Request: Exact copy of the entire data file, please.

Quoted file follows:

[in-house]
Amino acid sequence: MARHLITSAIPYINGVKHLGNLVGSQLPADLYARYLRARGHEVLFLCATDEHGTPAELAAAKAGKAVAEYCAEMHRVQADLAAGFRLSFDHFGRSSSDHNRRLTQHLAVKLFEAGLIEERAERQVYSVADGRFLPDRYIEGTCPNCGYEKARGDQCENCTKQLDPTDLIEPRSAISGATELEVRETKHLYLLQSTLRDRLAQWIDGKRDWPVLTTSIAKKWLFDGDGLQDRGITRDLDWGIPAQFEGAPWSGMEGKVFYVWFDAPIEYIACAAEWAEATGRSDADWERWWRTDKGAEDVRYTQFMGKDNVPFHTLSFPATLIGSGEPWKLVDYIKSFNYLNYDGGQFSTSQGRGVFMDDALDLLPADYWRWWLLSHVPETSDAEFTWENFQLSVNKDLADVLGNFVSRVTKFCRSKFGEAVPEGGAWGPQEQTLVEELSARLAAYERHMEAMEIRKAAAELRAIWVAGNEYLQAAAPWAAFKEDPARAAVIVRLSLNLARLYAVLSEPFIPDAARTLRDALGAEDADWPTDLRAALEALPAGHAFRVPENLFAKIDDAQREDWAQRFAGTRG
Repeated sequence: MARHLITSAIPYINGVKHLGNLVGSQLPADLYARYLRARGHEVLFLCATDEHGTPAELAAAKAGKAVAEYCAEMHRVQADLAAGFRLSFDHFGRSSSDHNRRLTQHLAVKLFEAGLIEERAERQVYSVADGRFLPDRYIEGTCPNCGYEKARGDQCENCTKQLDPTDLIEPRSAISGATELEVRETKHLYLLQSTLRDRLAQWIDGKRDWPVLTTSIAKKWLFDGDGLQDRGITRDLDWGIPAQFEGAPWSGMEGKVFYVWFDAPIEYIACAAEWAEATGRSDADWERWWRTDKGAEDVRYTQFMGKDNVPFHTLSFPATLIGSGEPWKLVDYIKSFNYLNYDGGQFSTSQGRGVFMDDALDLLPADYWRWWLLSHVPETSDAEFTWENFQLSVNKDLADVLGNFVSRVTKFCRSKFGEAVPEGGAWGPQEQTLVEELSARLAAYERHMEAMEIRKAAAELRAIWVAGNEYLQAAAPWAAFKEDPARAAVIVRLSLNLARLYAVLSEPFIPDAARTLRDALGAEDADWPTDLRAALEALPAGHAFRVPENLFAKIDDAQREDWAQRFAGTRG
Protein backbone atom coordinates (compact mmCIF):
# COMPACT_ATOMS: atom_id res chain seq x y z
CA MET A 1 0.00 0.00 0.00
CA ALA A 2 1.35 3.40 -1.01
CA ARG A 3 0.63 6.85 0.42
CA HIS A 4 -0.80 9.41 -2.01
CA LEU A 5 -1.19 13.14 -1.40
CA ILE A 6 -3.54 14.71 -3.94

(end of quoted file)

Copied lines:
[in-house]
Amino acid sequence: MARHLITSAIPYINGVKHLGNLVGSQLPADLYARYLRARGHEVLFLCATDEHGTPAELAAAKAGKAVAEYCAEMHRVQADLAAGFRLSFDHFGRSSSDHNRRLTQHLAVKLFEAGLIEERAERQVYSVADGRFLPDRYIEGTCPNCGYEKARGDQCENCTKQLDPTDLIEPRSAISGATELEVRETKHLYLLQSTLRDRLAQWIDGKRDWPVLTTSIAKKWLFDGDGLQDRGITRDLDWGIPAQFEGAPWSGMEGKVFYVWFDAPIEYIACAAEWAEATGRSDADWERWWRTDKGAEDVRYTQFMGKDNVPFHTLSFPATLIGSGEPWKLVDYIKSFNYLNYDGGQFSTSQGRGVFMDDALDLLPADYWRWWLLSHVPETSDAEFTWENFQLSVNKDLADVLGNFVSRVTKFCRSKFGEAVPEGGAWGPQEQTLVEELSARLAAYERHMEAMEIRKAAAELRAIWVAGNEYLQAAAPWAAFKEDPARAAVIVRLSLNLARLYAVLSEPFIPDAARTLRDALGAEDADWPTDLRAALEALPAGHAFRVPENLFAKIDDAQREDWAQRFAGTRG
Repeated sequence: MARHLITSAIPYINGVKHLGNLVGSQLPADLYARYLRARGHEVLFLCATDEHGTPAELAAAKAGKAVAEYCAEMHRVQADLAAGFRLSFDHFGRSSSDHNRRLTQHLAVKLFEAGLIEERAERQVYSVADGRFLPDRYIEGTCPNCGYEKARGDQCENCTKQLDPTDLIEPRSAISGATELEVRETKHLYLLQSTLRDRLAQWIDGKRDWPVLTTSIAKKWLFDGDGLQDRGITRDLDWGIPAQFEGAPWSGMEGKVFYVWFDAPIEYIACAAEWAEATGRSDADWERWWRTDKGAEDVRYTQFMGKDNVPFHTLSFPATLIGSGEPWKLVDYIKSFNYLNYDGGQFSTSQGRGVFMDDALDLLPADYWRWWLLSHVPETSDAEFTWENFQLSVNKDLADVLGNFVSRVTKFCRSKFGEAVPEGGAWGPQEQTLVEELSARLAAYERHMEAMEIRKAAAELRAIWVAGNEYLQAAAPWAAFKEDPARAAVIVRLSLNLARLYAVLSEPFIPDAARTLRDALGAEDADWPTDLRAALEALPAGHAFRVPENLFAKIDDAQREDWAQRFAGTRG
Protein backbone atom coordinates (compact mmCIF):
# COMPACT_ATOMS: atom_id res chain seq x y z
CA MET A 1 0.00 0.00 0.00
CA ALA A 2 1.35 3.40 -1.01
CA ARG A 3 0.63 6.85 0.42
CA HIS A 4 -0.80 9.41 -2.01
CA LEU A 5 -1.19 13.14 -1.40
CA ILE A 6 -3.54 14.71 -3.94